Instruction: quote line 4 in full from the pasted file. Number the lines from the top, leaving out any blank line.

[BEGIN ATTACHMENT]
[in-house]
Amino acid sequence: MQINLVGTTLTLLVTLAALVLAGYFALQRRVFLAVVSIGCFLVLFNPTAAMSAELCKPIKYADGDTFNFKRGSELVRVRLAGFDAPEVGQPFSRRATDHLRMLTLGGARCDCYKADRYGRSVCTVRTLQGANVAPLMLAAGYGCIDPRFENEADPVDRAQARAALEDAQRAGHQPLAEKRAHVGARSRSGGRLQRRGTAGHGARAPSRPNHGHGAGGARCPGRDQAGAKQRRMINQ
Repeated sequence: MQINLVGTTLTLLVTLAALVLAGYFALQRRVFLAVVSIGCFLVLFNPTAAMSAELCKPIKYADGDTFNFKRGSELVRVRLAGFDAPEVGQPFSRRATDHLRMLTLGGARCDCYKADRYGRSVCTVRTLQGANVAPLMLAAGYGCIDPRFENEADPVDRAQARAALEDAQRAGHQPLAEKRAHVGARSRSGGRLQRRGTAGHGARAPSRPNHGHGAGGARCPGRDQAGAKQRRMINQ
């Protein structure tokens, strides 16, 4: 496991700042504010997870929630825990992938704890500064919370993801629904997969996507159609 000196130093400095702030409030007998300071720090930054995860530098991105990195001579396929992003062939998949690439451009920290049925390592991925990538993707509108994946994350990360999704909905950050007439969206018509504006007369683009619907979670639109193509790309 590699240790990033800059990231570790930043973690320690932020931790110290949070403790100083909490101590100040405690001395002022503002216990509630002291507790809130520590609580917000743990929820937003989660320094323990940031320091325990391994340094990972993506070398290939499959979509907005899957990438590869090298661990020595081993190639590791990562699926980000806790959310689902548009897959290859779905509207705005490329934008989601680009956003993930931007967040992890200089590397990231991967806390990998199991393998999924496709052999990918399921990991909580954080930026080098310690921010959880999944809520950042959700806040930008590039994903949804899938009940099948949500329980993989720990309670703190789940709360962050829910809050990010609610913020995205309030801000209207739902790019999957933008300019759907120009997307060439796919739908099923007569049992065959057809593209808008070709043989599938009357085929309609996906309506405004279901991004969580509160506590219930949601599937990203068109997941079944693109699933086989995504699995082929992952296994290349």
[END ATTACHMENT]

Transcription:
């Protein structure tokens, strides 16, 4: 496991700042504010997870929630825990992938704890500064919370993801629904997969996507159609 000196130093400095702030409030007998300071720090930054995860530098991105990195001579396929992003062939998949690439451009920290049925390592991925990538993707509108994946994350990360999704909905950050007439969206018509504006007369683009619907979670639109193509790309 590699240790990033800059990231570790930043973690320690932020931790110290949070403790100083909490101590100040405690001395002022503002216990509630002291507790809130520590609580917000743990929820937003989660320094323990940031320091325990391994340094990972993506070398290939499959979509907005899957990438590869090298661990020595081993190639590791990562699926980000806790959310689902548009897959290859779905509207705005490329934008989601680009956003993930931007967040992890200089590397990231991967806390990998199991393998999924496709052999990918399921990991909580954080930026080098310690921010959880999944809520950042959700806040930008590039994903949804899938009940099948949500329980993989720990309670703190789940709360962050829910809050990010609610913020995205309030801000209207739902790019999957933008300019759907120009997307060439796919739908099923007569049992065959057809593209808008070709043989599938009357085929309609996906309506405004279901991004969580509160506590219930949601599937990203068109997941079944693109699933086989995504699995082929992952296994290349």